Brexit: What schools need to know

Written by: Imogen Rowley | Published:
Image: Adobe Stock

Brexit is upon us! Ahead of our EU exit, Imogen Rowley looks at the issues and considerations that schools need to be aware of

As we know the UK will continue to be a member of the EU until we officially leave on March 29, 2019.

And while an extension to Article 50 has been discussed, at the time of writing the political negotiations continue and the March 29 date remains.

So presuming we do leave on March 29, what can schools expect?

Well, most things will stay the same until at least December 31, 2020 (the date that has been earmarked as the end of the Brexit transition period), but there are some important things that you should be mindful of if you have staff or pupils from the EU, or if you are planning to travel to the EU after Brexit.

Staff members

If you have current members of staff from the EU, you are not required – and must not ask for – their residency information. Doing so may be considered a discriminatory act.

You may, however, be asked by an EU, European Economic Area (EEA), European Free Trade Association (EFTA) or Swiss staff member to provide documentation to support them in their application for the EU Settlement Scheme (see below). You must help with this as far as reasonably possible.

Elsewhere, be alert to any bullying or harassment in your school and make sure you deal with any incidents in line with your policies.

If you have a lot of staff/pupils from the EU, consider having a named point of contact within your school who they can go to with any queries.

This person should know where to go for answers and be able to signpost staff members and parents in need of advice (for example, to the Home Office department for visas and immigration, the Department for Education, unions, your local authority, or Citizens Advice.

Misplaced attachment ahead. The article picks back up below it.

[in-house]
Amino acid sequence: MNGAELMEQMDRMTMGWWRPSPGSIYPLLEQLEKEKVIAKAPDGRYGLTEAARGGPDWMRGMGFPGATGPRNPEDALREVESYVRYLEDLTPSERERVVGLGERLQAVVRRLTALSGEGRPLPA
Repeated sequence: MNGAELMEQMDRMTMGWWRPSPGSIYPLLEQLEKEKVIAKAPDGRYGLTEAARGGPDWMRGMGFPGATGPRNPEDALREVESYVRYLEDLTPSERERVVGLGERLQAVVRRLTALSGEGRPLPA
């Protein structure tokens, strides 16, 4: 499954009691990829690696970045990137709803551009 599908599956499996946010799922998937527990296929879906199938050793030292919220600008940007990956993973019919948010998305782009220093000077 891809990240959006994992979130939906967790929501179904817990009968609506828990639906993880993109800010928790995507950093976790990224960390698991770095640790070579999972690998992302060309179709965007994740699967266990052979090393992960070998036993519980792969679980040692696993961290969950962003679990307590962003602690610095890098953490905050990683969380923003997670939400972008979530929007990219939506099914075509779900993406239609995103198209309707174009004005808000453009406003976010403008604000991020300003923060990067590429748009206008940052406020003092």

What’s the situation for these employees?

EU, EEA EFTA and Swiss nationals and their family members living in the UK before March 29 will be able to live, work, study, access benefits and services in the UK on broadly the same terms as now.
If they are planning to live in the UK after December 31, 2020, they need to apply under the EU Settlement Scheme. The EU Settlement Scheme will be fully open by March 29. The deadline to apply will be December 31, 2020 (in a no-deal scenario), and June 30, 2021 (if we leave under the terms of the current withdrawal agreement).

Existing teaching qualifications are still valid

There won’t be any retrospective change for EU, EEA EFTA and Swiss teachers whose qualifications have been recognised (and who have been awarded qualified teacher status) before March 29, 2019, or for those who have applied for a recognition decision before this time.


If you have current pupils from the EU, you are not required – and must not – ask parents or pupils about their nationality

You should help a pupil or parent, as far as reasonably possible, if they ask you to provide confirmation of attendance to help them with their application to the EU Settlement Scheme.

And again, be alert to any bullying or harassment in your school and make sure you deal with any incidents in line with your policies.

For new admissions, you must not deny a child a place based on their nationality or migration status. After Brexit, we don’t currently know whether schools will have a role in collating nationality data and sharing it with any other agencies.

If you are planning a school trip

If the current withdrawal agreement is approved, you will be able to travel abroad to the EU under the same arrangements as now until the end of the transition period.

However, if there is no deal, you will need to:

  • Remind parents to check that their children’s passports are valid for at least six months from the date of travel.
  • Remind parents to purchase travel insurance for their children, because it is unlikely that the European Health Insurance Card will continue to provide cover after Brexit.
  • Check the terms and conditions for any flights and/or accommodation carefully, as there may be terms that exclude companies’ liability if the service cannot be provided because of Brexit. If you’re in any doubt, contact them.

There are some other issues to think about, but for which there’s currently no guidance. These include:

  • Charges for debit or credit card transactions.
  • Roaming charges (but the main mobile operators have said they don’t plan to reinstate charges after Brexit).
  • Driving in the EU, which may require additional paperwork.
  • Imogen Rowley is a lead content editor at The Key, which provides support and advice for school leaders. An original, more detailed version of this article is available for members of The Key for School Leaders via

Further information


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